The wife was not called as a witness, the reason of which appears from the previous examination before the magistrate—on which occasion the unfortunate creature, either from habitual fear or from the expectation that she would be given back into his power, exculpated the man, stating that she had spoken provokingly to him, and also that he had hanged her only in jest. Her dread of appearing against him was not surprising; for what would have been the consequence to her of having given strong evidence against him, in the event of his acquittal? But her testimony was not needed to show the state of the case, after proof of such facts as those contained in the above extract. Yet “Mr. Justice Wightman, in summing up, said that the case was undoubtedly left in some obscurity by the absence of the wife’s testimony. If she had been called, she could have proved distinctly how the matter occurred; and in the face of the prisoner’s declaration that his wife had hung herself, it was for the jury to say whether the other evidence was sufficient to justify them in convicting him of so serious an offence.”8 On this encouragement the jury returned a verdict of not guilty; and consequently the woman is again given in to the power of the man, that he may, as he threatened, “do it effectually the next time.” We scarcely believe that there is an offence in the whole criminal code of which a prisoner would have been acquitted, in the face of such evidence, except that of an attempt at wife-murder.
In default of the judges, it is for the Legislature to apply vigorous measures of repression to this growing evil. The baser part of the populace think that when a legal power is given to them over a living creature—when a person, like a thing, is suffered to be spoken of as their own—as their wife, or their child, or their dog—they are allowed to do what they please with it; and in the eye of the law—if such judgments as the preceding are to be taken as its true interpretation—they are justified in supposing that the worst they can do will be accounted but as a case of slight assault. It is the duty of the Legislature to teach them the contrary. There ought to be severer penalties for killing or ill-treating a wife or child than for killing or ill-treating, in a similar manner, any other person. A greater severity is enjoined by all the motives which ought to regulate the adaptation of punishment to crime. The crime is greater; for it is a violation of more solemn obligations—it is doing the worst injury where there is the most binding duty to cherish and protect. It is also baser—for it is committed upon one who has trusted the culprit, who is in his power, and who is generally without sufficient bodily strength to resist or retaliate. Those who are exposed to these atrocities—the wives and children of the brutal part of the population—have not the means which all other persons possess of guarding themselves against the evil. Other people are but occasionally and rarely liable to ill-treatment; but these are exposed to it at every hour and every moment of their lives. Being thus far more in need than any other persons of the protection of the law, they ought to have it in fuller measure. The domestic tyrant can perpetrate his tyrannies with the utmost facility, and need never wait for an opportunity; and a stronger motive therefore is required, where the brutality exists, to deter from its indulgence. Finally, there is no crime in the whole catalogue of offences in which the single act which incurs the penalty of the law is an index to such an amount of undetected and unpunished wickedness, and to so vast a mass of horrible suffering. Such a spectacle as the final scene of the life of Hester Curtis is unspeakably revolting; but what is the suffering of a few minutes, to the prolonged death which in every such case must have been suffered for years previously, and to the pangs of thousands of women in the power of similar miscreants, who have enough of caution just to stop short of the point which terminates the existence of their victims? There is not to be imagined a position so degraded, or so hopelessly miserable, as that of the women thus at the mercy of ruffians; and it is a deep disgrace to our Government that, in the fifteenth year of the reign of a woman, nothing has yet been done for their relief.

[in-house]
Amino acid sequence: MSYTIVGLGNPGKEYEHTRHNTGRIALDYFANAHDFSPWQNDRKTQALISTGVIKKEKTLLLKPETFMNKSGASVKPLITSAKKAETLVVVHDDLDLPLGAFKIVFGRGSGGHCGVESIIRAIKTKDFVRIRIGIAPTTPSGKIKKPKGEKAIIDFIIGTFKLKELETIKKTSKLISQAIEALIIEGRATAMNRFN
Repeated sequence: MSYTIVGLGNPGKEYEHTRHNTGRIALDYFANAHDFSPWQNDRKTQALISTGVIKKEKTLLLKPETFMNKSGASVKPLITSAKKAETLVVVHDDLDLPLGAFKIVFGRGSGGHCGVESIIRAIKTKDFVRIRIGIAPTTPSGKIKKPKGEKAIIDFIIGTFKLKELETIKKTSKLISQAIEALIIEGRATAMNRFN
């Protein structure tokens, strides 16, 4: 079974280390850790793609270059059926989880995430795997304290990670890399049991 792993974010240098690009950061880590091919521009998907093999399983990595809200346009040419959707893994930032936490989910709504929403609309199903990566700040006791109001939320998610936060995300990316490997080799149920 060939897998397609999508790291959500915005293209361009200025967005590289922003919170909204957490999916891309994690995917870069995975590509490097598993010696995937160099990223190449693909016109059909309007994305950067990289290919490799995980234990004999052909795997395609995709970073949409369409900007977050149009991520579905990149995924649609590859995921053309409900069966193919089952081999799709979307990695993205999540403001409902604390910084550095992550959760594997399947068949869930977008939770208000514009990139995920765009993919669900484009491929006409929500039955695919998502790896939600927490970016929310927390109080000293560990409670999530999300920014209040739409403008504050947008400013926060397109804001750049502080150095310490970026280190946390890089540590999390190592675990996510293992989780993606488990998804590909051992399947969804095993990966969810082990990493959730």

[1 ]James Archibald Stuart-Wortley (1805-81), M.P. 1835-37, 1842-59, and Recorder of London 1850-56. See “Assize Intelligence. Central Criminal Court—Monday,” Morning Chronicle, 19 Aug., 1851, p. 7.
[2 ]See in the Morning Chronicle the cases of Edmund Curtis, charged with the manslaughter of his wife Hester, and sentenced to imprisonment for six months with hard labour (“Assize Intelligence. Crown Court,” 15 Aug., 1851, pp. 7-8); of Charles Halliday, charged with the murder of his wife Elizabeth, found guilty of manslaughter and sentenced to transportation for life (“Assize Intelligence. Crown Court,” 16 Aug., p. 7); of Andrew MacLean (b. ca. 1814), a journeyman tailor, charged with but acquitted of the murder of his common-law wife, Mary Ann Watson (“Central Criminal Court—Friday,” 23 Aug., pp. 7-8); and of Robert Thomas Moore, charged with the attempted murder of his wife, Mary Anne, and found not guilty by reason of insanity (ibid.).
[3 ]Testimony of Jane Anne Wilkes, Morning Chronicle, 15 Aug., p. 8.
[4 ]Samuel Martin (1801-83), Baron of the Court of Exchequer from 1850, ibid.
[5 ]Charles Halliday (see n2).
[6 ]William Wightman (1784-1863), judge at the Court of Queen’s Bench from 1841, heard the cases of Moore and MacLean (see n2).
[7 ]Morning Chronicle, 23 Aug., p. 8. There were two children, aged eight (Lizzy) and three years. The witnesses were Mary Rigg and her husband Thomas, and Ellen Mayhew.